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Last edited 18 Aug 2021
Capital gains tax
Capital Gains Tax (CGT) is levied on the profit that is made when something is sold, gifted, swapped or otherwise disposed of.
The following assets are liable to Capital Gains Tax:
- Property. If it is not the main home (unless it is let out, used for business or larger than 5,000 square metres).
- Shares that are not in a NISA, ISA or PEP.
- Personal possessions that are worth more than £6,000 (apart from a personal car).
- Business assets.
- Overseas assets.
Property that is liable to Capital Gains Tax includes:
The selling of a main home will not generally be liable to Capital Gains Tax and may be eligible for Private Residence Relief.
The investments that are liable to Capital Gains Tax include:
 Personal possessions
The majority of personal possessions that are worth more than £6,000 are liable to Capital Gains Tax, including:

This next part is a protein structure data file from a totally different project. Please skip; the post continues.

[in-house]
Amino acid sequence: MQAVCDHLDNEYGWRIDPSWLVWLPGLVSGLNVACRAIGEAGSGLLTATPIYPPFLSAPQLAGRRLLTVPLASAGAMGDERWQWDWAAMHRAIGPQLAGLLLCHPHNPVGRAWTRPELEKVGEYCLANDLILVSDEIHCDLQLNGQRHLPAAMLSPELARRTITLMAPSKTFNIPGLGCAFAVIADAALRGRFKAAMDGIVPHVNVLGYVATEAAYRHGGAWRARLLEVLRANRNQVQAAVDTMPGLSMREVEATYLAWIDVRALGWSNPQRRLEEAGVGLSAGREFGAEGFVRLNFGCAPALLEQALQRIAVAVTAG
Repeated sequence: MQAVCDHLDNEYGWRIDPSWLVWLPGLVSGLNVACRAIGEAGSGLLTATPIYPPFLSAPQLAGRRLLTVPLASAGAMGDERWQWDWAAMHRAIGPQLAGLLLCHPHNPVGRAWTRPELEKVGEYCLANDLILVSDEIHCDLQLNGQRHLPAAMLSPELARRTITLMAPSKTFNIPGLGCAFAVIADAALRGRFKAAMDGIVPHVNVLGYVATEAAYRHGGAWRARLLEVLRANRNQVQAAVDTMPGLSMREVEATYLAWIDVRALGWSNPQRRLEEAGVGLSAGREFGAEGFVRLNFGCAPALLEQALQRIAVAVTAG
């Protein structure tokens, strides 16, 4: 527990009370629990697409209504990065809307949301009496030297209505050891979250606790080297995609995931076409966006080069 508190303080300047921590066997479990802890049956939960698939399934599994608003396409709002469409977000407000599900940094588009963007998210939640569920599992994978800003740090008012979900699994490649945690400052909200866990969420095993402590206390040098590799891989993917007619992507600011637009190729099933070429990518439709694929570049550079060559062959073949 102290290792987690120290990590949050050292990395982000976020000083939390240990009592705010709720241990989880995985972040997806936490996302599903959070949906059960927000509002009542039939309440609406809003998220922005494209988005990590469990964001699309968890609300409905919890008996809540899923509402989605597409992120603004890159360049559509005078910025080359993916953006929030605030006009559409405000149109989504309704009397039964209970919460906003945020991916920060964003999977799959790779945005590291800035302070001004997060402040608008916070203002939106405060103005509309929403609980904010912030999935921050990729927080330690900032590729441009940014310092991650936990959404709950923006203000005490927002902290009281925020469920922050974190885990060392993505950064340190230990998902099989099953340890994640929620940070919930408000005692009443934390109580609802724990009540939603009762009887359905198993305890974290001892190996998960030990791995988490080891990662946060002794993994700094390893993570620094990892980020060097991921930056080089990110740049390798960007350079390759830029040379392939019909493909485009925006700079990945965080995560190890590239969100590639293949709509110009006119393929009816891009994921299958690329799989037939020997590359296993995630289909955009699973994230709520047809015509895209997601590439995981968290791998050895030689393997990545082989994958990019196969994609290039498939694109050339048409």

- Coins and stamps.
- Possessions that are part of a set, such as matching vases (the threshold applies to the set as a whole).
- Buildings and land.
- Fixtures and fittings.
- Plant and machinery.
- Registered trademarks.
 When Capital Gains Tax is not required
Capital Gains Tax is only required on any gains which are in excess of the tax-free allowance, which for 2013-2014 is:
- £10,900 for individuals.
- £5,450 for trustees.
It is not normally necessary to pay Capital Gains Tax on gifts between husband and wife, civil partner or to charities. In addition, Capital Gains Tax on inheritance is typically only required when an asset is sold.
The following assets are not liable:
- Personal car.
- Personal possessions that are disposed of for less than £6,000.
- Main home.
- Any tax free investment savings accounts e.g. ISAs and PEPs.
- Winnings from the lottery, betting or the pools.
- UK government gilts and Premium Bonds.
- Personal injury compensation.
- Foreign currency for personal use.
The rates for Capital Gains Tax for 2013-14 are:
- 18% and 28% for individuals (dependent on the total amount of taxable income).
- 28% for trustees or for personal representatives of someone who has died.
- 10% for sole traders or partnerships with gains qualifying for Business Asset Disposal Relief or BADR (formerly known as Entrepreneurs' Relief).
 Reporting Capital Gains Tax
 Related articles on Designing Buildings Wiki.
- Business Asset Disposal Relief BADR.
- Business rates.
- Capital allowances.
- Capital gain.
- Stamp duty.
- Taxes associated with selling a business.
- Tax relief.
 External references
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